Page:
Why Back-Parking is Common in Japan

Why Back-Parking is Common in Japan Car

In Japan, “back parking” has become the standard. In countries like the U.S., where the land is vast and gasoline prices are low, cars with large engines and ample space have increased. In Europe, where people often travel between cities on highways, so-called “good-running cars” with high driving stability have increased.

And in Japan, compact eco-friendly cars increased due to high population density and limited oil resources.

In this way, the evolution of cars is inextricably linked to the circumstances of a country or region, and it seems that regional characteristics are expressed not only in the cars themselves, but also in how they are used.

One of the most famous examples is the way of parking. In Japan, when a parking space is closed on one side, “back parking” is the norm. In the U.S. and Europe, on the other hand, most people park headfirst unless there are special circumstances.

There are exceptions, of course, but why is there such a clear difference?

To begin with, there is no law regulating the direction of parking in parking lots. This is because, in principle, parking lots are private property and are therefore outside the scope of the Road Traffic Law in many cases. Convenience stores facing residential areas may require parking facing forward to avoid noise and exhaust fumes, but in reality, it is unlikely that you would be charged with a crime if you parked backward in such an area.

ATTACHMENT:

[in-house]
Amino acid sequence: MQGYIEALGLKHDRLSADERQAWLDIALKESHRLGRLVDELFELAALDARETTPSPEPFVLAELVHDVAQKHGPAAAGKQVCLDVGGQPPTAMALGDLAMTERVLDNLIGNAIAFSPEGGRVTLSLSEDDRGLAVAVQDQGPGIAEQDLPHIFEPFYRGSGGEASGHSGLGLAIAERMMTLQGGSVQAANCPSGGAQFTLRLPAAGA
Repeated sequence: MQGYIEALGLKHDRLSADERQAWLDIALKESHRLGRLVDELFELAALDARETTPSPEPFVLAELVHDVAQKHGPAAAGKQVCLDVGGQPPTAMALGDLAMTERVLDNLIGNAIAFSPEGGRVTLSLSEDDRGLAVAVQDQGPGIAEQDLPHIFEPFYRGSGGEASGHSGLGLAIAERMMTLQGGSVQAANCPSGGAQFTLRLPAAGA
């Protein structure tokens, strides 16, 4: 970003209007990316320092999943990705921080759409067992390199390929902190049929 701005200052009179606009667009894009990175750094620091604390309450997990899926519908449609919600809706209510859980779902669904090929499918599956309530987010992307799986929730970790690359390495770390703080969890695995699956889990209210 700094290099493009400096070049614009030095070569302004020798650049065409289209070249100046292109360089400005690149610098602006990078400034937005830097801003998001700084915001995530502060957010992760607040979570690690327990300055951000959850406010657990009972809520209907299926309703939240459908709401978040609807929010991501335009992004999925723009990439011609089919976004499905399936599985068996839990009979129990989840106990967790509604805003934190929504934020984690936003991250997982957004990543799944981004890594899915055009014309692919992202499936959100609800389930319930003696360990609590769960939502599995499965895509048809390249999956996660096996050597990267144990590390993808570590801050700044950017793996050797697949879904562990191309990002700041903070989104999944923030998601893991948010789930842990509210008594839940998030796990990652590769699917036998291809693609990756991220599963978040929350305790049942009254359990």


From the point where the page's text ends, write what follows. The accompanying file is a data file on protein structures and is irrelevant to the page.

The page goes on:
In other words, the reason why backward parking is so common in Japan is not a legal issue, but rather a cultural and customary one. In fact, the following statement is included in the “How to Drive a Motor Vehicle: Safety Checks Before Starting”, section of the instruction manual distributed at driving schools and other places where drivers receive their driver’s licenses: “Starting a car in reverse is dangerous”.

When entering a garage or other location, it is dangerous to start the car in reverse though it’s easier to start the car in this way.

Thus, it seems that driving schools recommend rearward parking from the viewpoint of safety when starting the car.

Another reason is that parking backward is easier than parking forward.

Since the front wheels of most cars are the steering wheels, when turning in the forward direction, there is a structural difference between the inside wheels. When backing up, there is no internal wheel difference relative to the trajectory of the rear wheels, so rear-facing parking tends to require less space for parking.

While Tokyo and other Japanese cities are among the most densely populated in the world, they also boast one of the world’s highest automobile ownership rates, and most parking lots provide only the minimum amount of space required in most locations. As a result, parking is known to be more difficult than in other parts of the world, and rear-facing parking, which requires less space, is thought to have become more diverse.

On the other hand, in the United States, with its vast land area, and in Europe, with its low population density, parking spaces are not as tight as in Japan, so rear-facing parking has not become common.